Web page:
iuoks floating down the river and each
>repjred to fire. .Before the ducks
same within range it was agreed that
Jewell, who was kneeling on the
pound in front of Robinson, was to
^*?/*U in fPrtnf on/) fKfl 1 o
mmediately after at the rear duck.
?'evfell fired and instantly attempted to
irise to his feet, aod as he did so he relei
ved the entire-charge from Robinon's
gnn in the back of his head and
ras iustantly killed.
Suieide of a Contra ssaan.
Congressman Chickering, of Lewis
iounty, New York, leaped from the
nnrt.h otnrv of thp firand Union hotel
n New York Wednesday and died^beore
the arrival of an ambulance.'-Jfie
eaa raftering from rheumatbm and was
What Is It!
iVhile other brands
ire lefc upon the dealer's hands,
ls quickly sold throughout all lands?
Old North State Ointment
' Each
County Can Vot? for er
Against the Dfsptnsary.
* ** h
Under the Provisions of the Law
the People. Can Say .1
Whether they Want Pror
...... I
mDioen or wot.Senator
Archer's bill which pasted
the Senate at the last session, came up
in the He use on Tuesday. The bill provides
that one or more dispensaries for
the sale, of alcholio lienors may be
established in every coanty in this ?
State, the locality where same shall be
operate4 to be designated by the governor:
Provided, That in those counties
where the sale of liquors is now -pro
hibited by law-no dispensaries shall be
established, exoept as1 hereinafter pro?ided.~
Any county nay secure the
establishment of a dispensary or dispensaries
within its limits, or the re^
-moval of a dispensary or dispensaries
therefrom, in the following manner.
A written petition, signed by one-fourth;
of the qualified voters of such county,
shall be addressed to the governor,
praying for. an election upon either the
question of the establishment of the removal
of dispensaries therein* Said
petition shall have attached thereto a
certificate of the supervisors of registra- .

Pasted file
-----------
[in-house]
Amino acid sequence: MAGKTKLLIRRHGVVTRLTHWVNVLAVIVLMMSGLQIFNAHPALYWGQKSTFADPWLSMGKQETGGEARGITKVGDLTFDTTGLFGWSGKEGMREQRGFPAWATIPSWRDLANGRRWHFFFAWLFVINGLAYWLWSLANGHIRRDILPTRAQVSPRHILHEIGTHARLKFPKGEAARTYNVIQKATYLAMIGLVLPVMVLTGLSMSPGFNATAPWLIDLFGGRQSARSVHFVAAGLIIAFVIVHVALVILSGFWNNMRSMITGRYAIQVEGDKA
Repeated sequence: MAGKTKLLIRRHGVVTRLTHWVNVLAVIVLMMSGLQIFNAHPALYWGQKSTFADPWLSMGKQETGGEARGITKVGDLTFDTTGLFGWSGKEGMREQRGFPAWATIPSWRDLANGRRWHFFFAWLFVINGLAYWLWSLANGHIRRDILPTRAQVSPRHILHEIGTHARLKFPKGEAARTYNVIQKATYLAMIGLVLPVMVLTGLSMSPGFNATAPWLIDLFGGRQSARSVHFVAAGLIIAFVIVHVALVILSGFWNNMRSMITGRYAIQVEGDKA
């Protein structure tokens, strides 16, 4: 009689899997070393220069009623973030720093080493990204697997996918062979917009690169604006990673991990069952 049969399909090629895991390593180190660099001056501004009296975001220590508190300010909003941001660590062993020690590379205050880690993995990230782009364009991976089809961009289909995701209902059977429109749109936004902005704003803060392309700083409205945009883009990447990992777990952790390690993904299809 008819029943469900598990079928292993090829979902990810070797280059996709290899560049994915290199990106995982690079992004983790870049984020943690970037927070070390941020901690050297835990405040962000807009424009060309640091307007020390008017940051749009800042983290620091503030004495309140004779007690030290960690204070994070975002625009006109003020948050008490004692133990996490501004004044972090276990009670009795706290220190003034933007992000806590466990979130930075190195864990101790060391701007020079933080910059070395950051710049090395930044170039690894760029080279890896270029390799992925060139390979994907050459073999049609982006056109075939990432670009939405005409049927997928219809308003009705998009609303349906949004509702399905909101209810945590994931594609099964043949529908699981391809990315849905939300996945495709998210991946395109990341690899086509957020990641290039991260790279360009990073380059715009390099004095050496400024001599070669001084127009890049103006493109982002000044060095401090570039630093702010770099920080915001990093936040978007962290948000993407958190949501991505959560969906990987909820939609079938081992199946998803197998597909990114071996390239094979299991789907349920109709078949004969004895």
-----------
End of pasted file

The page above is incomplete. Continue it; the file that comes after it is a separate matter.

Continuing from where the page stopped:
tion for such county, to the effect that
the same has been signed by one-fourth.
of the qualified voters thereof. The
original -petition shall be filed in ; the
office of the clerk of the court of common
pleas of such county for the inspec- ^
tion of any citizen; and the clerk shall . ...
forthwith forward to the governor a ^
certified copy thereof. Upon receipt ^ ^
of-such copy, which shall be filed^ with'
the go/ernorat least- 30 days prior to
Qn/*h AlaitftAn tha trnmrnAffilllll
the commissioners of elections for
State and county officers of said - "
county to place a box. at each poll--. ?
ing precinct in said county-, at',; ;. .&
the next ensuing'general election for f_ [:'m
the purpose of submitting to the qaali-' ; ' ik
fied voters of such county the questioh --.v -. J
of the establishment or the removal of
dispensaries within its limits. Said ?
box shall have affixed to it a label with_ f \' '%
th? words 44Di*nAna*rv. Election" trrifc
tea or prioted thereon. The form of . agr
the ballot to be voted in said box shall . flj
be "Dispensary" or "No Dispensary," .
and if a majority of the-ballots cast be s"~
"dispensary," then one or more dis- )
pensaries may be established in such"
county; butif a majority of the ballots
east be-"no dispensary," then no
dispensapy shall be established therein, T|
and any-dispensary already established